But It Just Might Work attempts to answer one question. What can individuals do to stop global warming?
While literature urging you to join the fight is everywhere, it’s difficult to find a step-by-step handbook for personal change that isn’t fractured or misleading. This website is the handbook you’ve been looking for.
Architect and clean energy expert, Tyson Siegele, walks you through the process of changing your energy consumption from fossil fuels to clean energy. The process does not require sacrificing comfort or convenience, but it will save you money.
All recommendations are backed by high quality source material – EIA, DOE, Energy Star, and peer reviewed studies. Calculations by authors are included, making it is easy to follow along.
ButItJustMightWork also includes a list of what not to do, which is at least as important.
Start with the Easy section. This is a list of things that are easy, cheap, and pay for themselves quickly in avoided energy costs. Unless you already have a very energy efficient household, you will decrease your home energy usage by about 15% in one day. After reading these tips, you may wonder why you weren’t doing them already. If you have already completed the easy tasks, that’s great. Keep reading.
After checking out the easy section, you will probably get a little bit of the energy efficiency/renewable energy bug. You may think: This is simple! It makes my life less expensive, more convenient, and more comfortable! What else can I do? That’s a great attitude but also the point of danger. It’s where a lot of well-intentioned people go off the tracks. So the next step is heading over to Stuff to Skip. In that group of articles you will find commonly believed myths of energy efficiency. Some of the “stuff” is okay but will lose out to better options. Others are flat out a waste of time and money. (Triple pane windows, we’re looking at you.)
Cars are the next stop on the tour. This is easily the quickest way to cut down your carbon footprint. If car purchases weren’t so infrequent and expensive, it would be No. 1 on the list. On the other hand, once you experience how much fun an electric car is to drive, you will probably move up the timeline for your scheduled replacement!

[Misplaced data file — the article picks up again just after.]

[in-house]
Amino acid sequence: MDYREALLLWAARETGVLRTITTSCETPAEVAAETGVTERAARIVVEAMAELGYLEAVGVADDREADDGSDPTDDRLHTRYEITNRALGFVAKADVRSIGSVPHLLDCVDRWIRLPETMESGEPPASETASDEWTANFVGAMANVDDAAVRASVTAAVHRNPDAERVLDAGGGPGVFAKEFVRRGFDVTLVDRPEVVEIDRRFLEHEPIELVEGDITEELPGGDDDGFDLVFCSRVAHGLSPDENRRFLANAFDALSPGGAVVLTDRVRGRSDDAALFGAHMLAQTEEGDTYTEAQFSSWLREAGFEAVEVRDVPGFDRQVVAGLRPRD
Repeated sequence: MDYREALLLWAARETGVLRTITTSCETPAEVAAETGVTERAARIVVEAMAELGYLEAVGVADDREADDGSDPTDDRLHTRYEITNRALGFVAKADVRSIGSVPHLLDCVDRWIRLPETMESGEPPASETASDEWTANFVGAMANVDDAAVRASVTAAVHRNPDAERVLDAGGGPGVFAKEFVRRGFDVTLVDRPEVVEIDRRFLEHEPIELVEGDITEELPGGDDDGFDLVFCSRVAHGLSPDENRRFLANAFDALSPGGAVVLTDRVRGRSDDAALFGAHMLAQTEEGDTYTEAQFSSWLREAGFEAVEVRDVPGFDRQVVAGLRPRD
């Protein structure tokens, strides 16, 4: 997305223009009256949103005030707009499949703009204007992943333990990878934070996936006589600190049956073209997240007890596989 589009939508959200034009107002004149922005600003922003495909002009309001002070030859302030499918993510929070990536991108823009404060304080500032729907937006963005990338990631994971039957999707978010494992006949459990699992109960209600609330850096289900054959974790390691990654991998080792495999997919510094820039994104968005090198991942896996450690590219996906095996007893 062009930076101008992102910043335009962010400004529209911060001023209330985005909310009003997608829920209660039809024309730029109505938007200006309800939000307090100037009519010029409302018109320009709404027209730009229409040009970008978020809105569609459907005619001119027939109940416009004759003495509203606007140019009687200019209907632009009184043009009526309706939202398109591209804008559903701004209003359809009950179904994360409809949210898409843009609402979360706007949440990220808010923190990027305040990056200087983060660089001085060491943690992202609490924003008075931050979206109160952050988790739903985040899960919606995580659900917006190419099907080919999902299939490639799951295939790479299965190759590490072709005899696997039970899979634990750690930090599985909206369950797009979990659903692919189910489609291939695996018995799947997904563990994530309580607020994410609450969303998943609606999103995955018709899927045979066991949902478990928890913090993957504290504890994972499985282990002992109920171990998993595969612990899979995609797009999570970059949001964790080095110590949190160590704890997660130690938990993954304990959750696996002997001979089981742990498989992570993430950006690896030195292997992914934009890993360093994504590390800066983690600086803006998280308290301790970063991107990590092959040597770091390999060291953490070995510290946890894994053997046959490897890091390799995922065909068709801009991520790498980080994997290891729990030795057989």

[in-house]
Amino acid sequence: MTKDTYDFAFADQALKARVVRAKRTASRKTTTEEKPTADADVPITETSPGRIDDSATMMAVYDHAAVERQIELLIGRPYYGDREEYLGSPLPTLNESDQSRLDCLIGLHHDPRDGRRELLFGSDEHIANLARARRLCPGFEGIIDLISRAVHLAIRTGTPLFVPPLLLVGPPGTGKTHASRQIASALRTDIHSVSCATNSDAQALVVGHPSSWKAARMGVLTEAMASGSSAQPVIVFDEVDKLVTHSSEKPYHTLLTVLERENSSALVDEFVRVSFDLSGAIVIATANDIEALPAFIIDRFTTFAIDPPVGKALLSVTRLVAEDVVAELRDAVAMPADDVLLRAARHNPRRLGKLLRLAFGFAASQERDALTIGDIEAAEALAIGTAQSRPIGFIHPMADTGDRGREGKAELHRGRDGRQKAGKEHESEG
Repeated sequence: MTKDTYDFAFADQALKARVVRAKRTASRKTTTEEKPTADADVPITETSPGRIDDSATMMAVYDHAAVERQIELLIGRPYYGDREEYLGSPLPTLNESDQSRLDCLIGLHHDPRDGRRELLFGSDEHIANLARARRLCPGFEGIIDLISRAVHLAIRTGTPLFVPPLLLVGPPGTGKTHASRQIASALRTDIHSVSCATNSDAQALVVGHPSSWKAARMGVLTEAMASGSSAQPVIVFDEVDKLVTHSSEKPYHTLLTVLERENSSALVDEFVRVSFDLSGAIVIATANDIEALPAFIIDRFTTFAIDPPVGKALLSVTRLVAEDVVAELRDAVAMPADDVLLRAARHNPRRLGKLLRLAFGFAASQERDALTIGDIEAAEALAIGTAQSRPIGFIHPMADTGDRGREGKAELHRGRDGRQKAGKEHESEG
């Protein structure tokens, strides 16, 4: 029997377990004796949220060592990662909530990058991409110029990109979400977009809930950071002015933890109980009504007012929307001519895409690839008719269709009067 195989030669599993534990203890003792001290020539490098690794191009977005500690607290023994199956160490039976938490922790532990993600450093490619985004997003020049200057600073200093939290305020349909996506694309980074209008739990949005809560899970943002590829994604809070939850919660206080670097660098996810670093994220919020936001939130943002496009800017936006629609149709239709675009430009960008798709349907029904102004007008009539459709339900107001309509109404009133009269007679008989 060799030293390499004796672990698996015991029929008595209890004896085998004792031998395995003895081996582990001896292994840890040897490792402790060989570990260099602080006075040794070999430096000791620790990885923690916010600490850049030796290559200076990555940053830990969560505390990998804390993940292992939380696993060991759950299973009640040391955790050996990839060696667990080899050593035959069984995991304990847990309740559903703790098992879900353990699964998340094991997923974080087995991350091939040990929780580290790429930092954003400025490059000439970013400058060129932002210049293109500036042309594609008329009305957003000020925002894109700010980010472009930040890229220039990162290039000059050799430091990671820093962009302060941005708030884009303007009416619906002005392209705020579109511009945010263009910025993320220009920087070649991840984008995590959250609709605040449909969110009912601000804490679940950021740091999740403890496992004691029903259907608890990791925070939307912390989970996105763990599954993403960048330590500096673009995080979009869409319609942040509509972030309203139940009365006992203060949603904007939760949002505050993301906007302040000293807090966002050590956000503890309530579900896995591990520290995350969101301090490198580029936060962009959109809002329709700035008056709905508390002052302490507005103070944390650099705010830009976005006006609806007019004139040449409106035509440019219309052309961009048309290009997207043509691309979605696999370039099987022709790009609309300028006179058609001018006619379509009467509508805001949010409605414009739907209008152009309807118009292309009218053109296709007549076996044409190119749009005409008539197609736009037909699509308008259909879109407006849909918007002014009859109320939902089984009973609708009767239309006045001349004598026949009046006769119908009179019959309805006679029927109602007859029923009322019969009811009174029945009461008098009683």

Next, check out the full Going Renewable section. Having already completed Easy, Intermediate is the next step. It covers everything you should consider before taking the plunge into generating your own energy.
Installing your own source of electricity is not for everyone. Plenty of people live in apartments or in houses where solar power (the easiest self-generation source) is either not an option or not practical because of roof orientation. You don’t need to feel bad. That’s just how it is. In the intermediate step you learned how to fully transition your energy consumption to electricity. Simply by doing that, you will end up moving to renewable resources eventually as the grid transitions over (it is currently at about 30% clean energy). I’m not suggesting you abandon your house or life in order to go renewable.
If you are living in a house that is a good candidate for solar and you have the ability to make the loan payments, then jump in with both feet. The loan payments on your solar system will be lower than your current utility bills anyway. You will save a little money in the short run, and a lot of money in the long run. Plus, moving to 100% renewable is a direct counterattack on global warming. See how to proceed in the Total Commitment section.
Last but not least, review what we have to offer regarding Everything Else. There you will find ways to offset the fossil fuel use you aren’t willing to go without (air travel anyone?). You will find a quick and easy form letter to email to your government representatives, along with a handy link with their contact information. With the references on that page, you can let your reps know how you feel in less than 2 minutes. Finally, if you like all the info on the site. Please spread the word.
It’s crazy… But It Just Might Work!